A coyote crosses a street in the densely populated Westlake neighborhood, just west of downtown Los Angeles.
A coyote crosses a street in the densely populated Westlake neighborhood, just west of downtown Los Angeles. National Park Service/Public Domain

Again and again and again, the volunteers went looking for poop. They tromped through cemeteries and parks, hugged the fence line, and wandered paved and dirt roads in search of links about the size of their thumbs, with tapered ends. They avoided smaller nuggets—no thanks, opossums—and ones with rounded tips, which suggested they’d been dropped by a bobcat. These poop scouts were scouring Los Angeles and the Conejo Valley in search of hints about coyotes’ palates.

For several years, biologists have kept track of the canids moving around Southern California’s cities and suburbs. Researchers have tracked them with GPS collars and camera traps, and confirmed that they’ve been chowing down—but they haven’t gotten a full picture of all the meals coyotes are consuming.

“You hear a lot of different things, like, ‘Oh, they’re living off of rats, my neighbor’s feeding them, they’re only living off of cats in the neighborhood,” says Justin Brown, an ecologist at the National Park Service’s Santa Monica Mountains National Recreation Area. “People had a wide variety of thoughts.” To get a better picture of how the coyotes were flourishing in these urban and suburban enclaves, “you need to know what resources they’re using,” Brown says. Food is fuel, and the proof’s in the poop.

For the past two years, Brown has led a project to collect coyote scat around the Conejo Valley, including Thousand Oaks, and compare it to samples collected in denser, busier Los Angeles. “Our goal was to look at urban to suburban gradient, and see how that affects their diet,” Brown says.

Biologists and citizen scientists have been working together to sift bones, hair, and seeds from poop.
Biologists and citizen scientists have been working together to sift bones, hair, and seeds from poop. National Park Service/Public Domain

After a crash course in scat identification, volunteers fanned out to their assigned sites (27 in L.A., and 14 in Thousand Oaks), and looked for poop that fit the bill. To distinguish the coyote poop from piles left by domestic dogs, they only collected samples that had visible evidence of bone, hair, or fruit seeds—unlike Fido, coyotes eat their dinner whole. They plopped the piles into paper bags. Back in the lab, researchers put them in pantyhose and ran them through the washer and dryer to clean them up and help make it easier to isolate and identify the bones, seeds, and other components inside. They also baked the poop, to kill parasites.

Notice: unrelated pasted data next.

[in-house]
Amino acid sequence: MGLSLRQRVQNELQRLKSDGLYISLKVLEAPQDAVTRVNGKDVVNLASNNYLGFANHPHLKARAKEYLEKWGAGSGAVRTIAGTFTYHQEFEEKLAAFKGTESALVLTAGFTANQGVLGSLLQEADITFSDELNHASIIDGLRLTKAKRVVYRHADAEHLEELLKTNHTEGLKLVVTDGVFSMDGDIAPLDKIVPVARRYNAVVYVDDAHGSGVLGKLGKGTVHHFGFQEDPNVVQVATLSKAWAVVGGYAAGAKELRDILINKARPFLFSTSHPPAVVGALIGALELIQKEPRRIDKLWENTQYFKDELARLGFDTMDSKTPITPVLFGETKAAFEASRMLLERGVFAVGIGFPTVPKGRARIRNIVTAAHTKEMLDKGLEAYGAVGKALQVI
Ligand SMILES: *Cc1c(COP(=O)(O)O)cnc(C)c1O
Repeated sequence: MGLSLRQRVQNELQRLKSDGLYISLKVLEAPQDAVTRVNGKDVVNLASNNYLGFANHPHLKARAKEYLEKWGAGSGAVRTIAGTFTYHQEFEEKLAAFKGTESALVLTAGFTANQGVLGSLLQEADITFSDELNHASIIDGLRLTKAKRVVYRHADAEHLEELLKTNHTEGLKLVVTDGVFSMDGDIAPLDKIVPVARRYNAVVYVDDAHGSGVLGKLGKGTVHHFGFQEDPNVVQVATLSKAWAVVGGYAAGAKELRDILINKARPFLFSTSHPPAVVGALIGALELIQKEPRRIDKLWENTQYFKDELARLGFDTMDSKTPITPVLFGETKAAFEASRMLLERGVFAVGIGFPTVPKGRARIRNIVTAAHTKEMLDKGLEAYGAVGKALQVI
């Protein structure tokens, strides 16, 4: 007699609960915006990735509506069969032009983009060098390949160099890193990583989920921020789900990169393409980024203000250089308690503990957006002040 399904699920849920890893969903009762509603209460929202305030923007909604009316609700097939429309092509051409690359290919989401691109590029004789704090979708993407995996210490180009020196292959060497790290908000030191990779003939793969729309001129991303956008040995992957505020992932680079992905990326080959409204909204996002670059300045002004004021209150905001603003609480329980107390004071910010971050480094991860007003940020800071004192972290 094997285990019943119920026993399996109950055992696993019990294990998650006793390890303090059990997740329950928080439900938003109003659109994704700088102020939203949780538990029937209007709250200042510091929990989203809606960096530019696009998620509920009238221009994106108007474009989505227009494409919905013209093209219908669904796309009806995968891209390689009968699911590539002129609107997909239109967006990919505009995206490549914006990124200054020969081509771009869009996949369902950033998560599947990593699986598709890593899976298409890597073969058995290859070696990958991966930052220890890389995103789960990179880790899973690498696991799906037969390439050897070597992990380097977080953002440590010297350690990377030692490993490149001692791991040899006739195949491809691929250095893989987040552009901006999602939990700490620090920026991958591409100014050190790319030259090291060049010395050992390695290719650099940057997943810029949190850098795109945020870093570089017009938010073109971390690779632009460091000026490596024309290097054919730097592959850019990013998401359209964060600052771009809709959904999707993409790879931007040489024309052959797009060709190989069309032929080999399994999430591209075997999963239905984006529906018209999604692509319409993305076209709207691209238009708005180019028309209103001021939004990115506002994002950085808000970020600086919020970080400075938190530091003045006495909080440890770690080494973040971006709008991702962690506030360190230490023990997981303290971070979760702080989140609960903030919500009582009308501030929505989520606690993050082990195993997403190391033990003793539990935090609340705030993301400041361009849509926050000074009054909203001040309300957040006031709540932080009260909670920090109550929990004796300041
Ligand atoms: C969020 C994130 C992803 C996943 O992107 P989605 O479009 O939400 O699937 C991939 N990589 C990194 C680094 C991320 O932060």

Coyotes tend to trod the same territory again and again, Brown says, so it’s likely that scat collected from the same site over time is shedding light on the behavior of the same individuals from one season to another. (It’s a more complete picture than, say, a stomach necropsy, which only gives a glimpse of the animal’s last meal—though the team did some of those, too.)

Still, scat’s not a perfect portal into the animals’ meals. Human food—such as burgers and bread—doesn’t tend to show up in the poop “unless the coyotes eat the wrapper,” Brown says, because our grub is more fully digestible than bone or tufts of hair. The team did find evidence of work gloves, a condom, shoe laces, and plenty of packaging. Whiskers provided a clue about how and when the animals were consuming the food intended for us and our pets. By snipping these into segments and performing stable isotope analysis—looking for ratios of carbon and nitrogen—researchers could gauge whether the animals had eaten corn, for instance, and how that had changed over time (give or take a few weeks).

Do suburban coyotes snack differently than urban ones?
Do suburban coyotes snack differently than urban ones? Connar L’Ecuyer/National Park Service/Public Domain

By early April 2019, they expect to be done with dissections—more than 3,200 in all. Then the team will tidy up the data and start submitting it to scientific journals. Based on their findings so far, it seems that the coyotes of Los Angeles are feasting on food for humans and pets, plus pets themselves (especially domestic cats), and fruit from ornamental trees, such as figs. The scat from Thousand Oaks indicates that the coyotes with more green space to roam around are noshing primarily on rabbits, followed by fruits, gophers, and insects.

Over the past few years, the relationship between Southern California’s humans and their canid neighbors has been more than a little strained. There have been several reports of coyotes eating family pets or biting people; humans, meanwhile, have occasionally taken out a coyote with a gun, and packed city council meetings wearing shirts calling on officials to evict the animals from their towns. Meanwhile, researchers have found that “a lot of [coyotes] are living pretty much everywhere, and a lot of them aren’t causing conflicts,” Brown says. Where they’re unwelcome, he adds, “we can control the food sources,” whether those are trees, or a buffet of offerings from overflowing trash cans. Some residents will surely think it’s not enough, but decoding the poop is one place to start.